He lives an orderly and peaceful life, but all of this is virtually destroyed when, on one Ash Wednesday, a stranger walkies into the church, enters the confessional box.

What the stranger confesses to Father John is so horrific that it shatters his life.

Old memories of abuse from his past bubble up to the surface and he realises that what he thought to have been forgiven and forgotten many years since, might actually still be powerful, dark forces.

Murders are being committed. Could these be linked to the stranger's appearances in the confessional box?

And is the man really a stranger? Or could he be the cardinal who had abused John whilst he had been in Rome, many years ago?

But surely the cardinal had died during the horrendous 9/11 attacks? But what if he hadn't? What if he was here, now, tormenting Father John in his own church?

Or is he a ghostly apparition, like the young girl, Sarah, who has been a protecting presence in his life? Or is he something more sinister? Something far more evil and insidious?

This is a stunning debut novel. I think that Tina Beattie will be a potent force to reckon with in the field of detective and mystery and thriller fiction.

It's published by Matador at £9.99.


What's THAT Doing There?

Apparently What's THAT Doing There? a new book from David Willers and Cate Caruth is intended as a book for children. I'm sorry, but no child is getting my copy of What's THAT Doing There? until I have finished reading it!

This is the true (or trueish) story of a very special and utterly elegant ginger cat known as Garfy, but officially given the more splendid name of Garfield Abercrombie Reginald Fergusson.

Garfy is pretty much the King Cat of all he surveys, but especially the meadow over the road from the house he shares with his manservant called David.

The meadow had, when Garfy was a kitten, been the location of a factory, but it had long ago been knocked down and nature had taken over the site, giving Garfy his own personal meadow.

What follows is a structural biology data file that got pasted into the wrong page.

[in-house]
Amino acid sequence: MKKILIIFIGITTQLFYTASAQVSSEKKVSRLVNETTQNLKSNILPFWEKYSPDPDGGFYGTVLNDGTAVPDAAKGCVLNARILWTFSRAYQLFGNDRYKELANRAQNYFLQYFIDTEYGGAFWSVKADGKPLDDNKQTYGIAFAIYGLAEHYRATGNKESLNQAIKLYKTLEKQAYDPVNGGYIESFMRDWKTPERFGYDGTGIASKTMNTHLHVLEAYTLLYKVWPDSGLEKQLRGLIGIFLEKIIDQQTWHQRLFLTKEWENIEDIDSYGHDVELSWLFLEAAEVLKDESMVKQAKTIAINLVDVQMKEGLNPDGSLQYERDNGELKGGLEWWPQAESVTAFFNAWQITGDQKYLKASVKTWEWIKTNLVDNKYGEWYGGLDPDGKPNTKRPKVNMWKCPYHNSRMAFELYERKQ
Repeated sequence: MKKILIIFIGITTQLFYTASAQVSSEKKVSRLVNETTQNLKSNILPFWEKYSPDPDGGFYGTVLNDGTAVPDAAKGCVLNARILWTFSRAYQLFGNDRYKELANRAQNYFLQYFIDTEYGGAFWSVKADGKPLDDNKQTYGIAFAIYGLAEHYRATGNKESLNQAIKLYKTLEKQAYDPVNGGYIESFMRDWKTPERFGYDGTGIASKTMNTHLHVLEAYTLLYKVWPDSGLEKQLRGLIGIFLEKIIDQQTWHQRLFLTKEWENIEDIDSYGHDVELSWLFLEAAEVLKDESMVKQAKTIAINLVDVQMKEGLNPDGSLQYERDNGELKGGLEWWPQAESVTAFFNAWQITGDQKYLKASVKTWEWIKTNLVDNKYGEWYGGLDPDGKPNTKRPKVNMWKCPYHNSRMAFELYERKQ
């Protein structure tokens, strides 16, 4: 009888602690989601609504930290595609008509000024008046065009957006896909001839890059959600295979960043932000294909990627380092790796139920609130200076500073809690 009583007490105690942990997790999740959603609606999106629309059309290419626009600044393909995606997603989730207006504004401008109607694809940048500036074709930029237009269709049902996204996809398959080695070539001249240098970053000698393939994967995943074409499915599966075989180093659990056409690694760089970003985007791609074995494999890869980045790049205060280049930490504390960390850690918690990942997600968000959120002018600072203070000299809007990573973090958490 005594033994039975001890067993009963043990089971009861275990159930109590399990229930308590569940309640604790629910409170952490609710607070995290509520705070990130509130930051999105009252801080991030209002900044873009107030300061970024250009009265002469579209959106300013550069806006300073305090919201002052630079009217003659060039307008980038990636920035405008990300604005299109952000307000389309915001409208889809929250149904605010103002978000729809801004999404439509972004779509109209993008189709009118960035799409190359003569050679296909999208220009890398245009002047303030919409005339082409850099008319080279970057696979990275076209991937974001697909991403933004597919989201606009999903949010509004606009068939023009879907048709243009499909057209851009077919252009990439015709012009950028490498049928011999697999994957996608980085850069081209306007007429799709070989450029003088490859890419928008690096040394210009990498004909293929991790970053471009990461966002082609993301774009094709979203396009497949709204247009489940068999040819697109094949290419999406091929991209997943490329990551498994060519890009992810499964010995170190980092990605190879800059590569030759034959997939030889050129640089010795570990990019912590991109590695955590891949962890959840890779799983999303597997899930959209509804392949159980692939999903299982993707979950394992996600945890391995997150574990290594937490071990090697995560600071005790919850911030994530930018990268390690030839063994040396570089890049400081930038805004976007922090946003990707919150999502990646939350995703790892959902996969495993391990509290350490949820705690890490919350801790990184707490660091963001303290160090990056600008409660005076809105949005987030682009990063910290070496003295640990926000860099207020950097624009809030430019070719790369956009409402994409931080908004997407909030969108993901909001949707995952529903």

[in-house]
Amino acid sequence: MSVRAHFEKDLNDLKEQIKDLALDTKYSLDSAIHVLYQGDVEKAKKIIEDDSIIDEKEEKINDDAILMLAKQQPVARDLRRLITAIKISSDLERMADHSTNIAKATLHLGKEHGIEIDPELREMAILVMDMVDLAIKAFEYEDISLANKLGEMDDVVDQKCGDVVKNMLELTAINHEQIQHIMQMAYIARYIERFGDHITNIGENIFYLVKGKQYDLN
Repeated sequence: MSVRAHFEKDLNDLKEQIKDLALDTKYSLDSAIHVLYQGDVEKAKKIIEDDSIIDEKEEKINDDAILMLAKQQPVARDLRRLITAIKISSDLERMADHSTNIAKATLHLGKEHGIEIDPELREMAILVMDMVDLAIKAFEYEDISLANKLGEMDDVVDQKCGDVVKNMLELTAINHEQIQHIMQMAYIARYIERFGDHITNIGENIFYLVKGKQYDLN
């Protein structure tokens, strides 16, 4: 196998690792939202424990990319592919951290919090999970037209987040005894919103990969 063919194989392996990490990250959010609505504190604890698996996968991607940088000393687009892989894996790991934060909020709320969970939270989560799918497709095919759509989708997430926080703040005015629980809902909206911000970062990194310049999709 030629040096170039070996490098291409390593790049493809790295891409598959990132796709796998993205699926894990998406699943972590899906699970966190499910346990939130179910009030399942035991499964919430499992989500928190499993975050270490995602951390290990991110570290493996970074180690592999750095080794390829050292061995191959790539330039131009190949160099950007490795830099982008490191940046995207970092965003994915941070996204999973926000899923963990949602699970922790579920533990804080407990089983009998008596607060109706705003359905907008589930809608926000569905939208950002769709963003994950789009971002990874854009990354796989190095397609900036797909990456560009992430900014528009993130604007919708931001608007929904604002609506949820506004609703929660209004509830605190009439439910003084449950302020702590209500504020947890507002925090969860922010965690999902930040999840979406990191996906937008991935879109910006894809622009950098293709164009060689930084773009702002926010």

Until some humans (how rude of them!) decided to build Paterson's Superstore on Garfy's meadow.

Garfy sized up the situation and realised that as he could not beat them (climbing up onto a JCB had only slowed matters down by a few brief moments) he would join them.

He decided to claim the store for his very own self and this is what he did. In fact, he was their first customer and quickly became a celebrity cat in the city of Ely, in Cambridgeshire.

But it wasn't all catnip, treats and naps for Garfy. The manager wasn't too keen on having a resident top cat at his store and there was the somewhat unpleasant incident with a tough looking black cat called Tyson who was somewhat of a usurper and thought that Garfy's full name was Carpark Abnormal Regient Furball. And who had decided to insert himself in Garfy's very own shop and to take it over!

But Tyson was a vicious street fighting cat. Could Garfy survive against the bigger, tougher and younger cat?

But all was not lost! Garfy's friends, Isabella and Morgan asked their Uncle Bruno to see if he could help Garfy. And, of course, Uncle Bruno not only could help Garfy, he did help him!

After he was able to see off Tyson the thuggish cat, Garfy developed a love of going on trips in cars and there was also the matter of the portrait of Garfy by a famous artist. But would success spoil Garfy?

This is an utterly charming fictionalised account of the life of Garfy, Ely's most famous cat, who has a Facebook following of in excess of 5,000 people from all over Ely and the rest of the world.

He has had his portrait painted by artist Rob Martin, has his own special seat at a petrol station, often hangs out on the sofa at Virgin Travel near to the local Sainsbury's.

The illustrations in the book are by artist Ginny Phillips, the book is published by The Book Guild at £8.99.

Best buy two copies, one for you and one for your child.

Saturday, 27 July 2019

Mind Over Terror

In his book Mind Over Terror 3 Weeks, 2 Cities, 1 Mission Psychotherapist, Resilience Consultant and Psych-trauma trainer Dov Benyaacov-Kurtzman takes a look at three significantly traumatic events which impacted two British cities.

In his book he takes his readers with him on a startling mission, a mission to radically change the way we approach mental health issues when dealing with survivors of psychological shock and trauma in Britain.

Dov points out that for weeks after the bombing of the MEN Arena in his home town of Manchester he felt himself to be on constant "high alert" catching sleep whenever he could, living in trepidation that something else might be just around the corner.

As a result of his thinking he decided to continue his work on dealing with trauma and to change the way we approach mental health when dealing with people who have survived psychological shock and trauma.

The book looks at issues such as terrorism, personal development, military experience, major fire incidents, disasters and more besides.

Training methods are explained and it offers First Aid Cognitive Training.